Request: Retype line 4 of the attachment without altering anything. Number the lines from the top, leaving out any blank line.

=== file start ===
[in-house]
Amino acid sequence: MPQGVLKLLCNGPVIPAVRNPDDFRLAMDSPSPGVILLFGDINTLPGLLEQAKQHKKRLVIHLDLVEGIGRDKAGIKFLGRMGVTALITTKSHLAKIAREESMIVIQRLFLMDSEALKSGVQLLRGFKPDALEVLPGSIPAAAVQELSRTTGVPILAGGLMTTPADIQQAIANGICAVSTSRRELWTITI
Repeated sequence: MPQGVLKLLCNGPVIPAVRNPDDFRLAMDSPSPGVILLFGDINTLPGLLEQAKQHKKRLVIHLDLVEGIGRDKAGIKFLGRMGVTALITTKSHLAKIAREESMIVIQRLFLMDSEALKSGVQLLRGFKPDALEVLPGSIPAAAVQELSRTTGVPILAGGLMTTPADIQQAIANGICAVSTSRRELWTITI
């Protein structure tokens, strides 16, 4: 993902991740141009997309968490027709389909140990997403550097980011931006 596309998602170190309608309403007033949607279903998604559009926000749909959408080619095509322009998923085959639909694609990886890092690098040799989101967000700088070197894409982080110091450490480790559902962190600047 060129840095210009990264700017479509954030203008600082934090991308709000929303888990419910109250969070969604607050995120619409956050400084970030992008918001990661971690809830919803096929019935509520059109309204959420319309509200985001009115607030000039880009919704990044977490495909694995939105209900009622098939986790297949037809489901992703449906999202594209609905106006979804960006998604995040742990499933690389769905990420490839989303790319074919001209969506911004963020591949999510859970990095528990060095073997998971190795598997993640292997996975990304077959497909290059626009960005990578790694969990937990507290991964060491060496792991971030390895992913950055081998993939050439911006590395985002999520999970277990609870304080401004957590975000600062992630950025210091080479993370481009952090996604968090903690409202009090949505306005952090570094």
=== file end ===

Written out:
């Protein structure tokens, strides 16, 4: 993902991740141009997309968490027709389909140990997403550097980011931006 596309998602170190309608309403007033949607279903998604559009926000749909959408080619095509322009998923085959639909694609990886890092690098040799989101967000700088070197894409982080110091450490480790559902962190600047 060129840095210009990264700017479509954030203008600082934090991308709000929303888990419910109250969070969604607050995120619409956050400084970030992008918001990661971690809830919803096929019935509520059109309204959420319309509200985001009115607030000039880009919704990044977490495909694995939105209900009622098939986790297949037809489901992703449906999202594209609905106006979804960006998604995040742990499933690389769905990420490839989303790319074919001209969506911004963020591949999510859970990095528990060095073997998971190795598997993640292997996975990304077959497909290059626009960005990578790694969990937990507290991964060491060496792991971030390895992913950055081998993939050439911006590395985002999520999970277990609870304080401004957590975000600062992630950025210091080479993370481009952090996604968090903690409202009090949505306005952090570094």